This would be a duel core CPU and Windows Vista.  It does run well on any Windows OS before Windows 10.  Using Windows 10 and a laptop will require a lot of research before you will be able to get the base game to run, let alone with mods.



#5
lysergicknight1

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The whole point of a mod-manager is to take some of the uncertainty out of sticking mod files in your game folder. Dragging and dropping has more room for error than installing mods through a mod-manager. All of these programs will, or should, state what files or mods are overwriting what, as well as the source of those files. Something like Vortex is even safer in the sense that it uses a virtual filesystem, so if something breaks it can be easily removed and reverted to how it was before, unlike manually dragging-dropping files which can't be reverted easily unless a backup has been made. NMM, Vortex, and etc. also keep a list of all your mods installed, group the downloads together, and provide an easier method of installing/uninstalling them, in a nut-shell.

 

Both Vortex and NMM have detailed instructions for use, but generally the process is simple.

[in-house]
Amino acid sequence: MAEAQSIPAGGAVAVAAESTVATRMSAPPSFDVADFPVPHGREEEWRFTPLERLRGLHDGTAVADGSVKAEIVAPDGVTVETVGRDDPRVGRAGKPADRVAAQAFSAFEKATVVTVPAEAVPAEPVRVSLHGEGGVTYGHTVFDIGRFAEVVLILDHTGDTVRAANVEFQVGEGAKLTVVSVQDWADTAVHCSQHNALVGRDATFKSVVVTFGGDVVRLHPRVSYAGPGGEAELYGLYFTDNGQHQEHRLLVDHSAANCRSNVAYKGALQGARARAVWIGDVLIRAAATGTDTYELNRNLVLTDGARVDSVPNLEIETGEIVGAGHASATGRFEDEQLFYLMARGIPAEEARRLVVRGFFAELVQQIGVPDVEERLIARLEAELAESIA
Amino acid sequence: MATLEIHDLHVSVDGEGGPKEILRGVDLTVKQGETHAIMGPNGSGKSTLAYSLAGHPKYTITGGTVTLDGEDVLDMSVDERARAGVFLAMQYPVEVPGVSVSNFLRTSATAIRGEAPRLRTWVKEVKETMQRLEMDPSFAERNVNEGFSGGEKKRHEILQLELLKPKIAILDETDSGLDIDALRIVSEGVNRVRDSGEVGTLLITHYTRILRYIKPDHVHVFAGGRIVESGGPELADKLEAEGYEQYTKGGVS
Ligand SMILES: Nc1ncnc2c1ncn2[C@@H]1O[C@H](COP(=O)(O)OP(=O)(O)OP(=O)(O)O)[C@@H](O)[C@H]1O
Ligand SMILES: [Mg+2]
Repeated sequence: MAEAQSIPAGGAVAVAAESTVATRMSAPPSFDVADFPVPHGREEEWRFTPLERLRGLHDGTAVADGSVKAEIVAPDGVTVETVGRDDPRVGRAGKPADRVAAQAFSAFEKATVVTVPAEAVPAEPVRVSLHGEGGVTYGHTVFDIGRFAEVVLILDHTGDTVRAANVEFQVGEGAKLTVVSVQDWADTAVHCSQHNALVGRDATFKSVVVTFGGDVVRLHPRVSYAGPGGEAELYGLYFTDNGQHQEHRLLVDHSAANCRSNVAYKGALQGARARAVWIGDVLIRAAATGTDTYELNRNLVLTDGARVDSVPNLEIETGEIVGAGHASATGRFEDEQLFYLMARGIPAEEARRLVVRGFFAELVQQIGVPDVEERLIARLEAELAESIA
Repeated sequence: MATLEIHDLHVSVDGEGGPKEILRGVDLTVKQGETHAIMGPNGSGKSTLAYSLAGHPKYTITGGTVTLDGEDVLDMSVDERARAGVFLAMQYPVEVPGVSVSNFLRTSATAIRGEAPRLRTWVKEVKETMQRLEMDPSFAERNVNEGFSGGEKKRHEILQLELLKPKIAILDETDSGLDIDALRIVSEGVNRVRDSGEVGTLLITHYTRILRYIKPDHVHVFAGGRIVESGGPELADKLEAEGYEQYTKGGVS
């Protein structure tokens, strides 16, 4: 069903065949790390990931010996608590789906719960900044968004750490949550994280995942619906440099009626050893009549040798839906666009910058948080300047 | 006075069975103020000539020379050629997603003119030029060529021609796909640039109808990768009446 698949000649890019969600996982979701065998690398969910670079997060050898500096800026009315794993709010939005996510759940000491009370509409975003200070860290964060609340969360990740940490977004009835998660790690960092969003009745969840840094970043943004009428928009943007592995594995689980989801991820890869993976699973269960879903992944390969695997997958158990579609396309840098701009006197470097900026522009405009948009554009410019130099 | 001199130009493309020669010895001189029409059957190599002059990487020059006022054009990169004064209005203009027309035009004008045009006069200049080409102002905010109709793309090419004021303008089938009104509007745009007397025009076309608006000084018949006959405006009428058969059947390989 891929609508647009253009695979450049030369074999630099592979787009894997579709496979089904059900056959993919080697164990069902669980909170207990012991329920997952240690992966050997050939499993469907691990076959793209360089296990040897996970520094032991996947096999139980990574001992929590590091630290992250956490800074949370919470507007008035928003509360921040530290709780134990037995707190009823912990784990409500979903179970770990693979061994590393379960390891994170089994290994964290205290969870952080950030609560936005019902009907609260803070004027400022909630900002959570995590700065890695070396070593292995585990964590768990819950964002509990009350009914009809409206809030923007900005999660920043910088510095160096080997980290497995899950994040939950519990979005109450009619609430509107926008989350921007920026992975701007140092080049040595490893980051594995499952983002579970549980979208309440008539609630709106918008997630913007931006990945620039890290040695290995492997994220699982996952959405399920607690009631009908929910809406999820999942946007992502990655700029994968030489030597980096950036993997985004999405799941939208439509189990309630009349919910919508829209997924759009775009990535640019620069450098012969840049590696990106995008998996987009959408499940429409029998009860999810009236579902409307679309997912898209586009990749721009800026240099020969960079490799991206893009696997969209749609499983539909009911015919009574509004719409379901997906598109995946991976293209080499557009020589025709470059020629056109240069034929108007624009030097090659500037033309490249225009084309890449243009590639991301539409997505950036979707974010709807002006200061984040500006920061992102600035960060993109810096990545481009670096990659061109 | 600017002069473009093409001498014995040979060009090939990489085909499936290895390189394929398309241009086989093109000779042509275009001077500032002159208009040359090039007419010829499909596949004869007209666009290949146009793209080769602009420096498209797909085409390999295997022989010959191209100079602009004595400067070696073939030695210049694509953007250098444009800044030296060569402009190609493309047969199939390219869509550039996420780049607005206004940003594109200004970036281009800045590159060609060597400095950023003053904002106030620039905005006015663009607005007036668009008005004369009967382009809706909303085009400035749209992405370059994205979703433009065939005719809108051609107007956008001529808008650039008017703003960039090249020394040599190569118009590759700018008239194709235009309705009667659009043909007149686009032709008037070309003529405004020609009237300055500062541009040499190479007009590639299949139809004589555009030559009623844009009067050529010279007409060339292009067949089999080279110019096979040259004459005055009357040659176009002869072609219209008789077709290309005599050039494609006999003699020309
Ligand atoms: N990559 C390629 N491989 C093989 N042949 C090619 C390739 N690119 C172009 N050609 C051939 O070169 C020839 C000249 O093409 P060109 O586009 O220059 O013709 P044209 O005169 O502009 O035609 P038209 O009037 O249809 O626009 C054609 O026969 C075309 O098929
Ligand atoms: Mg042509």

1. Browse for mods on the nexus site for your game.
  2. Once you've found one you want to download, go to the downloads tab and select "Mod Manager Download" if applicable.
  3. If only a manual download is available, verify that there aren't any special instructions for installation and if not, the downloaded archive usually can be dragged into the manager and added that way, but with a game as old as FO3 it might be a good idea to check the file-structure beforehand. Most mods are set-up to be installed directly to the main game folder (called "Data", where the game executable is). So opening one of these files should show folders like "Textures" or "Scripts" which the mod manager will recognize and place them in the correct location. 
  4. All that's left now is to Install the new mod and sort the plugins if a new one has been added. It's a good practice to always sort after installing a group of new mods just in case. The program called LOOT is your sorting tool. Vortex has LOOT built in and can automatically sort plugins if the setting is selected in the program.